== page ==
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Estate planning 101: What you should know and how to get started

It's easy to put off making a will and plans for your investments, but you never know what life will bring. Here are four reasons to get started and tips to help.

MINNEAPOLIS, Minnesota — Some things are inevitable – death and taxes, for instance.

That's why there's a push each October to get more people involved in estate planning. 

There's a lot more to it than just writing a will.

The first thing you need to know is don't put it off – an estate plan isn't just for the old or the rich.

It's about ensuring your assets go to the right people and not leaving your loved ones in legal and financial disaster.

We spoke with local attorney Philip J. Ruce from Stone Arch Law to break down the four things you need to know.

"We want to focus on, 'Do we like the default rules, or are we trying to replace those?' Do we care about this probate process? Do we care enough about the feelings of our family to make sure that this is solid enough that they'll absolutely understand it? And then also, do we have any big tax worries?" said Ruce.

Minnesota laws are different from other states, so it's recommended that you get a professional to help you out. That decision could also help you avoid some unnecessary hurt down the line regarding the distribution of assets.

"We like to say that these things work better in the light of day. So, if you can communicate why you're doing something, that goes a long way. Otherwise, we know that money isn't love, but it can feel that way when there's no explanation," said Ruce.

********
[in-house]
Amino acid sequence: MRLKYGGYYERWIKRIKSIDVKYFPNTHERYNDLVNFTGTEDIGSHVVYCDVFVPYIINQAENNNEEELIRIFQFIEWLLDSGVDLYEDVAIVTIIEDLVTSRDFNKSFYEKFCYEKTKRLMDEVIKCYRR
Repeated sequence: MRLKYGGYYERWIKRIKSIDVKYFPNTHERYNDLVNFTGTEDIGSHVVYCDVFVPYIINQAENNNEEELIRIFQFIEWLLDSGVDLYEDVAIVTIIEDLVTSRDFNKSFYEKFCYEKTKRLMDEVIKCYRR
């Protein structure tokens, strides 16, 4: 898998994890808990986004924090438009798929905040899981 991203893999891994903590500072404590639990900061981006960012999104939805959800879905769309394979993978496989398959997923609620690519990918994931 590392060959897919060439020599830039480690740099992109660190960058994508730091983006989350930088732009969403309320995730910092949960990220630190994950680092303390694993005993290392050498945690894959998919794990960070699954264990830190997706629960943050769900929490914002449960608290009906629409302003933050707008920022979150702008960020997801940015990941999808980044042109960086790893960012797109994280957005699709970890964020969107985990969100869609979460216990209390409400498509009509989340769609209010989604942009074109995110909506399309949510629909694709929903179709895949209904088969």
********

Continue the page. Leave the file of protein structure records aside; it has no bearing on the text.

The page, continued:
There's much more to get into, including avoiding unnecessary taxes and maximizing the gifts you leave behind. Here are some points Stone Arch Law made: 

  • Estate taxes on the federal and state level can quickly add up, making that well-intended inheritance a financial burden for your loved ones
  • In Minnesota, you must pay a 15% estate tax if your estate is over $3 million. It may sound high, but that amount is easily attainable when you consider your entire estate, which includes your home, property, vehicles, investments, life insurance policies, and retirement accounts
  • On top of that, your beneficiaries have to pay income tax if they inherit any pre-tax dollars, like money from an IRA. That extra income could easily bump a beneficiary into a higher tax bracket, causing a financial nightmare for your loved ones
  • Creating an estate plan with tax-efficient tools and strategies to minimize unnecessary taxes and maximize the gifts you leave behind

Learn how to start and personalize your Estate Plan stonearchlaw.com.

You can watch the full interview with Philip J. Ruce below:

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